In preparation for a briefing with BSeC ’09 keynoter Lior Arussy next week, I’ve just finished reading his book, Excellence Every Day.
While Information Today, Inc., is the publisher, I like to take pride in my objectiveness as a journalist. So I kid you not when I say, I found it both timely and inspirational, with a distinct ring of truth and a message that can only help us emerge from economic crisis better off than we were before.
From Lior’s point of view, excellence is not about a moment of stardom or public acclaim. Excellence is its own objective and its own reward. And the potential to achieve excellence exists in every moment, for each of us and every one of our employees.
What is excellence? It’s stepping outside the processes that make our companies so efficient and allowing our employees to provide that all important human touch in their dealings with customers and each other.
It’s about creating a work environment where our people can achieve their human potential and our companies, their best destinies.
It’s a credo that Lior’s own company, Strativity Group, lives by.
So far, every encounter I have had with his office has been remarkable. We nailed down his speaking engagement in a single afternoon, rather than taking days or even weeks, as is so often the case to close these deals.
When Lior couldn’t make a meeting we had scheduled in New York due to a travel delay, his assistant was all over it, and again within minutes we had a rain date.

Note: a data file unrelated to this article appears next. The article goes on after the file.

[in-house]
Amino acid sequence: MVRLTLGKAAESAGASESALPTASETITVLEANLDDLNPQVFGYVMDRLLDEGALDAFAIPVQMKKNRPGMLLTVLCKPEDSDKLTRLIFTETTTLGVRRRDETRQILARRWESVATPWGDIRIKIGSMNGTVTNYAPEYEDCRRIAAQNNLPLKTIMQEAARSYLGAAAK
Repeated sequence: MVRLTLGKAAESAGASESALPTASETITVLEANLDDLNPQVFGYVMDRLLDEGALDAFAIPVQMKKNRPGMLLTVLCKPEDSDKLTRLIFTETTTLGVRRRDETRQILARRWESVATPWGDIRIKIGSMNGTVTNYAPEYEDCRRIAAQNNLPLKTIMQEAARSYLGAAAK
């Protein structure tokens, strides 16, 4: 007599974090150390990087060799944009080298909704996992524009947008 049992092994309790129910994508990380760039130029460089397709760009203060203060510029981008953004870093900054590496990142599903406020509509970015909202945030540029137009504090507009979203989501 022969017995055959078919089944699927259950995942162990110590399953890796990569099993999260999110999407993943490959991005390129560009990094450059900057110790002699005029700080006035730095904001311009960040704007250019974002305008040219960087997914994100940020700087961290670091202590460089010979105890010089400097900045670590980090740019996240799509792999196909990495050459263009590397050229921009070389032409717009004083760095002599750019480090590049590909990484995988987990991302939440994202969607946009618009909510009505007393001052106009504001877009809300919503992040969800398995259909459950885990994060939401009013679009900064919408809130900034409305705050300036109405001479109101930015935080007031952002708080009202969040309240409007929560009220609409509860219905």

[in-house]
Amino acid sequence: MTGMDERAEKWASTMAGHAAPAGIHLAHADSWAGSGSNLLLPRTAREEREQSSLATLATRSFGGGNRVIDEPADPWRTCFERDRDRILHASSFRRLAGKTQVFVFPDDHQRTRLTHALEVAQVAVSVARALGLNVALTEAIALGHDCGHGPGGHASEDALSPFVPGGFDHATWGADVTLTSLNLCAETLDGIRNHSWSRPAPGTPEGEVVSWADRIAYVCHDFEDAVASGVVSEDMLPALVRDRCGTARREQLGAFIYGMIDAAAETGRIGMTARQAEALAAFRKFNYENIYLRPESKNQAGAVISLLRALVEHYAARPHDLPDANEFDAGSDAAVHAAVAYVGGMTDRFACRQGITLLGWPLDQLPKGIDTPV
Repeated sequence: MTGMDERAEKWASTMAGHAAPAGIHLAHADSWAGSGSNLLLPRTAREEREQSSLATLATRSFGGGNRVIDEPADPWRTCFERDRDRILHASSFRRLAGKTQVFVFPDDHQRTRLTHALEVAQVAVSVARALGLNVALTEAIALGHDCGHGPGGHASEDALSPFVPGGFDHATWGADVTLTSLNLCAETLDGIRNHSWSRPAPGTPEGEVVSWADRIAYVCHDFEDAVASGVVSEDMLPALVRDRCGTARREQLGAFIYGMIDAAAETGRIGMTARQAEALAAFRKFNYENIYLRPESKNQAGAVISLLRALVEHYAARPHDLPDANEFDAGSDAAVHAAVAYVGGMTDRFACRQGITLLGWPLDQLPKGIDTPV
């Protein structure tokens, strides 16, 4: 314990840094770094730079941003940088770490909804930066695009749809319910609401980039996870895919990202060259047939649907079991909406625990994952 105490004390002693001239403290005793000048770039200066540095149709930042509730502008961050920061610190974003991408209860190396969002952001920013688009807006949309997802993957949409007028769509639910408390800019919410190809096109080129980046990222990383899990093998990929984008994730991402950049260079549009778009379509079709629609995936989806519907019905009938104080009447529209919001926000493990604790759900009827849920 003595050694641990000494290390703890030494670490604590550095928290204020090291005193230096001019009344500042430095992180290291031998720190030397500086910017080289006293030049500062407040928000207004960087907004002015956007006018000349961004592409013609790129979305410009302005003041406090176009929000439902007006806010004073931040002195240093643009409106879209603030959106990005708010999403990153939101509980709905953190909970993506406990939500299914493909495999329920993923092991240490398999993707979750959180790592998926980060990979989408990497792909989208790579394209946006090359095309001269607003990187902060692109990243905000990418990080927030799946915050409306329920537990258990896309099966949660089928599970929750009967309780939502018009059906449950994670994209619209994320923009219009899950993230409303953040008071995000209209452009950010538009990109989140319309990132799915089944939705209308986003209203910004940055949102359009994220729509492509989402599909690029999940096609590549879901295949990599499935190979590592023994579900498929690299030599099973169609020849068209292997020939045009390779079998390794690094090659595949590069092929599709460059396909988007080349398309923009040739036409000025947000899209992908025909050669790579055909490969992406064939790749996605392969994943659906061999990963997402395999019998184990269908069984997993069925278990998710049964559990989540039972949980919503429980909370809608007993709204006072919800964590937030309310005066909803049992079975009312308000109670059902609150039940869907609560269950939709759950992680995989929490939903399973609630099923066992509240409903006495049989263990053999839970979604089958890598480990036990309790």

People who go out of their way . . . small acts that leave a big impression. How would you like to be treated?
In the book Lior tells a lot of stories to illustrate his point.
My personal favorite is the one about the Virgin Airlines flight attendant who, when the in-flight entertainment system failed, decided on her own to give all passengers a choice of duty-free merchandise or 10,000 frequent flier points: Service beyond the call of duty. Service outside the regulation manual. Service that delighted customers and took the heat off the complaint desk staff (saving 25 pounds sterling a call). When excellence prevails, everybody wins.
Lior tells us to empower our staff to do the right thing when the moment for truth presents itself.
Though it may be a dark time, Excellence Every Day gave me a lot of hope. I immediately applied some tips from it in dealing with my staff (my own customers) and I’m now on the look-out for random acts of excellence to encourage and reward.
In addition to hearing how this approach can aid information companies through their current challenges, all those attending BSeC ’09 will get a copy of Excellence Every Day. If you can’t make it to the conference this year or want to read the work in advance, click here to order. IMHE, It’s well-worth the read, and I’m not saying that just because we are the publishers.